Chief (comics)

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The Chief
Chief.PNG
The Chief. Art by Tony Daniel.
Publication information
Publisher DC Comics
First appearance My Greatest Adventure #80 (June 1963)
Created by Bob Haney
Arnold Drake
Bruno Premiani
In-story information
Alter ego Dr. Niles Caulder
Team affiliations Doom Patrol
Abilities genius-level intellect, skilled manipulator

The Chief, real name Niles Caulder, Ph.D., is a fictional character from DC Comics and the leader of the Doom Patrol.[1] He first appeared in My Greatest Adventure #80 (June 1963).[2] Co-creator Arnold Drake has confirmed in an interview that his inspiration for The Chief was the works of Sir Arthur Conan Doyle, specifically Sherlock Holmes' elder brother, Mycroft.[3]

Fictional character biography[edit]

Dr. Niles Caulder is a paraplegic gifted with a genius-level intellect. Caulder uses his scientific knowledge to develop numerous inventions and innovations that have made him wealthy. Caulder founded and organized the team called Doom Patrol to protect the innocent and fight crime, and to teach humanity to accept others who live as ostracized "freaks," who have been radically transformed from terrible accidents.[1] It is Caulder's genius that allowed the team members to survive (e.g., designing Robotman's body, devising Negative Man's medicated bandages), and helped grant their freakishness and amazing abilities.[2]

Caulder developed an interest in creating better life at a young age. Proving at a young age to be both a brilliant inventor and engineer, Caulder received funding from a mysterious benefactor. Thanks to the funding, Caulder succeeded in creating a chemical capable of prolonging life. Ultimately, it was revealed that the benefactor was a man called General Immortus, who hired Caulder to create a chemical to replace the one that had been prolonging his life for centuries but was now failing. When the young scientist discovered the truth about his employer, he refused to continue the work. Immortus responded by implanting an explosive device in Caulder's upper torso, which he could set off remotely, and any attempt to remove it while Niles lived would also detonate it. Caulder eventually devised a plan to get the bomb out, but it cost him his ability to walk.[4] The incident inspired and reminded Caulder that a better life may come from surviving a tragic event, such as his own. Another general and another explosive device seemingly obliterated the Doom Patrol team but Niles and most of the others came back from that as well.[1]

Caulder's back-history seemingly remained intact following the events of Crisis on Infinite Earths; however, when writer Grant Morrison took over the Doom Patrol title (starting with vol. 2, #19) he reimagined him as a cold, detached and somewhat mysterious individual. Near the end of his run, Morrison even revealed that Caulder had been responsible for the "accidents" that caused the original Doom Patrol members to gain their powers, since his personal philosophy is that true greatness comes through overcoming tragic events.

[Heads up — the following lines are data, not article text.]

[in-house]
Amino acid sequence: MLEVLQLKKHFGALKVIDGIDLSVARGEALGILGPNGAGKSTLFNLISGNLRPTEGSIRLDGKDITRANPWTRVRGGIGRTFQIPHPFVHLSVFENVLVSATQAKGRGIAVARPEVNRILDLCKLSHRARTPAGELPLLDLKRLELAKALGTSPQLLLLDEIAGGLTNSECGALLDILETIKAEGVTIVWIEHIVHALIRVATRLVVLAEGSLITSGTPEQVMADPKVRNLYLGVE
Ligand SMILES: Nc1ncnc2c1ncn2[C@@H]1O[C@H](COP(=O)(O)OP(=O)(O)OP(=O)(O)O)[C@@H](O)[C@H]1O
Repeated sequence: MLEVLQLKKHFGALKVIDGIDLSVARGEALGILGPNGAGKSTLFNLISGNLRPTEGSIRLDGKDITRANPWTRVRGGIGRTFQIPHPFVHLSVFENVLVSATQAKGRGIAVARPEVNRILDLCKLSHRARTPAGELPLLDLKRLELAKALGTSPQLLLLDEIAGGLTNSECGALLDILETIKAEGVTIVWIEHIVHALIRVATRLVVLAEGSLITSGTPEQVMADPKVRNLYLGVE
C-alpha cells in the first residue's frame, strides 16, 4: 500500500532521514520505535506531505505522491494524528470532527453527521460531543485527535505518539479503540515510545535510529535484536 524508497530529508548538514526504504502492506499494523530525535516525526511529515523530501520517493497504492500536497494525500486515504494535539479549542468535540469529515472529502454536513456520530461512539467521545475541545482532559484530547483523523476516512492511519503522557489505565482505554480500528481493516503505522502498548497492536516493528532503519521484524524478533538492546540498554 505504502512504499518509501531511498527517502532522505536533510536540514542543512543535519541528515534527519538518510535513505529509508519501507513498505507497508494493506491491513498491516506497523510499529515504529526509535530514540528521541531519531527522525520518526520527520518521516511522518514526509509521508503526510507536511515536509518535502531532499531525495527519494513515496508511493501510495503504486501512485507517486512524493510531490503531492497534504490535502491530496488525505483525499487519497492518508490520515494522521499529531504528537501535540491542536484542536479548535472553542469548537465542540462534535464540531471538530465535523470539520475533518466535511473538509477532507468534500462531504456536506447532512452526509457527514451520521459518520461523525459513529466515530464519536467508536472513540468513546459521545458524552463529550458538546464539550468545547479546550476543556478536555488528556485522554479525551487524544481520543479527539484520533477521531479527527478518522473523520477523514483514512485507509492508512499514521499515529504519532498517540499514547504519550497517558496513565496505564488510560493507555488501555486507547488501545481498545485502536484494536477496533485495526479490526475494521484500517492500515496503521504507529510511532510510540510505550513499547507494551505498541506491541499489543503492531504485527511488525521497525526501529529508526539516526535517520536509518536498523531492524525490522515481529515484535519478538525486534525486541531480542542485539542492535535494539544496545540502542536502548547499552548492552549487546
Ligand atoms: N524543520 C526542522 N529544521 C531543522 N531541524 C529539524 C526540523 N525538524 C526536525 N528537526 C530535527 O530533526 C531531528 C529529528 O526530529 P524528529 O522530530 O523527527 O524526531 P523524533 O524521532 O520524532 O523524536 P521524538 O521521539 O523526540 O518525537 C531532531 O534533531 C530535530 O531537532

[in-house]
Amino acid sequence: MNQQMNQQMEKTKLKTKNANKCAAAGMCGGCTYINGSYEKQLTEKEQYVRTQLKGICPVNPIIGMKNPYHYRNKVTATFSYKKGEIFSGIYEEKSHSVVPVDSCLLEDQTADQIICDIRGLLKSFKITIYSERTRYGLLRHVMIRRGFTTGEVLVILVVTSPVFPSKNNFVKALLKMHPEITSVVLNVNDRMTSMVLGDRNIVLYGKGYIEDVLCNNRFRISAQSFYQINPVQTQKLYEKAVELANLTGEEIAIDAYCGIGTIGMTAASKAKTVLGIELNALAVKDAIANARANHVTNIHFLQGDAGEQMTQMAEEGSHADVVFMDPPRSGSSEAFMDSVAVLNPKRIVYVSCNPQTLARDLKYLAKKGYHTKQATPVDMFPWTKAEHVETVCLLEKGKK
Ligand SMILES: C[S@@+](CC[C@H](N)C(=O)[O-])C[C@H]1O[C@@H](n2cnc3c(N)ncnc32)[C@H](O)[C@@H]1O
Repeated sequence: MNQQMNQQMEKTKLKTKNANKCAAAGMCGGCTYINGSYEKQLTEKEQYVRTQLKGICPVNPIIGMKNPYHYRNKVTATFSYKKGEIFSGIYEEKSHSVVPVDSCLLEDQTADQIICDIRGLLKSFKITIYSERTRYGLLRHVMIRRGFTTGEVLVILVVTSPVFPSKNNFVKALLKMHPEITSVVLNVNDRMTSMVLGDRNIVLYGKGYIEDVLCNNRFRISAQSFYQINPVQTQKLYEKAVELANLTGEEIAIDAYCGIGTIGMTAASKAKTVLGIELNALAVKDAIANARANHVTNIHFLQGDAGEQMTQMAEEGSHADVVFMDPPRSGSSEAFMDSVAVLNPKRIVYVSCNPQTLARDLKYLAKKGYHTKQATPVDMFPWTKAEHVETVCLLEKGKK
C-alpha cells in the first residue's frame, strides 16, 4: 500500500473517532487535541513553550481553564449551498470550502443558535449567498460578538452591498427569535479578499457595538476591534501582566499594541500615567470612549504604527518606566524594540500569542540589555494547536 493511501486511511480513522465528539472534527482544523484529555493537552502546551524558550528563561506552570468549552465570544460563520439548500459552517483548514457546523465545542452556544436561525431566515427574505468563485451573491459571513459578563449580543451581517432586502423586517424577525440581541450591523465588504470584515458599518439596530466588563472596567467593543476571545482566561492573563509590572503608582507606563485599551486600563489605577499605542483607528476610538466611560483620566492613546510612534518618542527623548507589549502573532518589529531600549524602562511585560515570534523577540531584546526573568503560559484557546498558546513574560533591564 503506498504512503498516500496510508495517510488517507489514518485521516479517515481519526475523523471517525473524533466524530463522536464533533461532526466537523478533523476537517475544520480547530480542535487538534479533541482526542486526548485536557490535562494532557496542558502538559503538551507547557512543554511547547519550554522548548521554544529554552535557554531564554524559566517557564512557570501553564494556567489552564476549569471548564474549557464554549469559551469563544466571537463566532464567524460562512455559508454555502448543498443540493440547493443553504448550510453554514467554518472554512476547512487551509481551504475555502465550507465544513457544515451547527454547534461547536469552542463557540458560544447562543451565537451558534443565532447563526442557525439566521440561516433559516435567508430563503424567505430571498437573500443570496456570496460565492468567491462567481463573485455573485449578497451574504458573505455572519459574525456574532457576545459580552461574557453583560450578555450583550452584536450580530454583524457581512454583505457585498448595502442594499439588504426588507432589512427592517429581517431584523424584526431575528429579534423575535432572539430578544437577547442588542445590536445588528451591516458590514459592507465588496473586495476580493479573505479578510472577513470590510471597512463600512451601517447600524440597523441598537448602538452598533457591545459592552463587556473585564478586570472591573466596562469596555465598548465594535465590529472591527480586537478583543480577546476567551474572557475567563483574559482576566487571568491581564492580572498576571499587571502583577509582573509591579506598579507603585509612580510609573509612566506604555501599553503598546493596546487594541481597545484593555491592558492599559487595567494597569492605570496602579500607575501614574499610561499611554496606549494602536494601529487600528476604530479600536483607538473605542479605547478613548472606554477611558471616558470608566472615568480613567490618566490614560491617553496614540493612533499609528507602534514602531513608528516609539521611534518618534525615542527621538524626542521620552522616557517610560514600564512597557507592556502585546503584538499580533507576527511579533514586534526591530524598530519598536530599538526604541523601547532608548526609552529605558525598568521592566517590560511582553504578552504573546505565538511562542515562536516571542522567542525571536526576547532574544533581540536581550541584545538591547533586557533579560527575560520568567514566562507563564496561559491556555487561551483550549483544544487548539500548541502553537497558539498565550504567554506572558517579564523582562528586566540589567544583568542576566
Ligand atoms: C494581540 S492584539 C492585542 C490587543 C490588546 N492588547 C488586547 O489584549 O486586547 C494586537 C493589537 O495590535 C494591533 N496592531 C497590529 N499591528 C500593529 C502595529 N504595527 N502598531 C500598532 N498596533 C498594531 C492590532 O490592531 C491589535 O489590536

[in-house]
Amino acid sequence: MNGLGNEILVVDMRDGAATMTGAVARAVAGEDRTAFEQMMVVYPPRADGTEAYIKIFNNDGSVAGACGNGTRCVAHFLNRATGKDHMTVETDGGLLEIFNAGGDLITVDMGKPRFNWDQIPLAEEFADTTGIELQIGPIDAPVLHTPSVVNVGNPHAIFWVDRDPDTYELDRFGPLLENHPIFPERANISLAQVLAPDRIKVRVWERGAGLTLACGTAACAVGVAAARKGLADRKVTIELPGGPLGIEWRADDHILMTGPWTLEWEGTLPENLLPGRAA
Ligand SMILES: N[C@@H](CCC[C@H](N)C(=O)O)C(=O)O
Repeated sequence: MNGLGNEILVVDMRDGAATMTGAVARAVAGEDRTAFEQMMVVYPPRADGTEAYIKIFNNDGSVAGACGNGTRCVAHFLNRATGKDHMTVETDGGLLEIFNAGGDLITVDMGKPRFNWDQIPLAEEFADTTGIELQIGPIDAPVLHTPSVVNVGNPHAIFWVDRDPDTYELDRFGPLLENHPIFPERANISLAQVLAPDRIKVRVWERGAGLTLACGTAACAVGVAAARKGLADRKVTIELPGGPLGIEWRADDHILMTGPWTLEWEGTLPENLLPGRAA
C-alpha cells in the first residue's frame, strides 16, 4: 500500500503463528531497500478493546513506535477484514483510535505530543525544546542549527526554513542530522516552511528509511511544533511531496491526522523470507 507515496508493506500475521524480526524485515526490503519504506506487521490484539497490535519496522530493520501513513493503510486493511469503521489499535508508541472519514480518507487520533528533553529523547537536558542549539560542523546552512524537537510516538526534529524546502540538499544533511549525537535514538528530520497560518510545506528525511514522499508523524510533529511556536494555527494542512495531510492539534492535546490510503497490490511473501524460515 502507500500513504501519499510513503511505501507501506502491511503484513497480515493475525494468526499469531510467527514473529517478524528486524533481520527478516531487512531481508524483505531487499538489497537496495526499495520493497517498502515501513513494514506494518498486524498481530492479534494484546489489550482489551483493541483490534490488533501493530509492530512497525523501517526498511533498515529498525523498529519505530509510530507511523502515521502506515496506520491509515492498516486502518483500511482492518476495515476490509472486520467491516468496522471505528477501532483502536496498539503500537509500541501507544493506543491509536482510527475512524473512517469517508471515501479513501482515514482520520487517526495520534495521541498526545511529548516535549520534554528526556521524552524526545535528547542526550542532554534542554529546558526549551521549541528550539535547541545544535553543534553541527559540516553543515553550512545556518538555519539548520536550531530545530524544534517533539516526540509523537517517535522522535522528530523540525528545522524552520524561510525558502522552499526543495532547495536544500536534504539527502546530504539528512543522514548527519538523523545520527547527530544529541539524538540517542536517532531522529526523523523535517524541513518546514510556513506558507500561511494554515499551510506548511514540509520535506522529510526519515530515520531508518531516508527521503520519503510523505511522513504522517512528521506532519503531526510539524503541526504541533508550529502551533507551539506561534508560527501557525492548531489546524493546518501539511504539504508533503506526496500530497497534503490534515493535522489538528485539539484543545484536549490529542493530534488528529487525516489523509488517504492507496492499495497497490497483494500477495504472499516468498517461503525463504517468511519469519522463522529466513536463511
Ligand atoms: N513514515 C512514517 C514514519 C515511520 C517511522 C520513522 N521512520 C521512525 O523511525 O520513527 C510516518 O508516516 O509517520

In the early years of the Patrol, Caulder not only kept his true identity and appearance secret from the public; even his team knew him only as the Chief. In issue #88 (June 1964), their third battle against Immortus forces him to tell the rest of the Patrol his back-story and real name, which suddenly and with no explanation becomes common public knowledge for the rest of the original 1960s series (even two "flashback" miniseries that ran in the back of the comic, detailing how Cliff Steele and Larry Trainor became "freaks" and were recruited by Caulder, casually used the name).

In recent years, in keeping with the above retcon that he manipulated the original Doom Patrol's transformations, it has been revealed that Caulder had also experimented on other characters in the world who would both benefit and destroy humanity. The most noted are a bitter group called the Brotherhood of Evil, a group of people who also live like "freaks" led by the Brain. The Brotherhood exists as an elitist paramilitary organization involved in terrorist acts around the world such as the destruction of the American city Blüdhaven, occasionally attempting global control of humanity, and the death and destruction of Niles Caulder for causing their tragic transformations.

Towards the end of Grant Morrison's Doom Patrol run, Caulder is discovered working on a nanotechnology bomb that will destroy half the world and replace it with humans transformed into freaks of nature — his theory being that from the destruction would rise a better human race. He murders the original Tempest, Joshua Clay, to protect his secret but the Doom Patrol succeed in stopping his plans.[2]

Cover to Doom Patrol #67. Art by Tom Taggart.

During these events, he is decapitated by a creation of Dorothy Spinner's known as the Candlemaker. Doctor Will Magnus of the Metal Men builds a new body for the Chief, telling him that he should try helping the Patrol to make up for what he did. Becoming suicidal with guilt, the Chief states that he can never do enough to make up for his actions, and uses his new body to rip off his head. Magnus is able to save the Chief by getting the head to a cryogenic chamber, but after this the Chief exists solely as a severed head in a bucket of ice, subsisting on milkshakes. He expresses remorse at his actions and rebuilds the Doom Patrol to continue their efforts in the war against weird crime.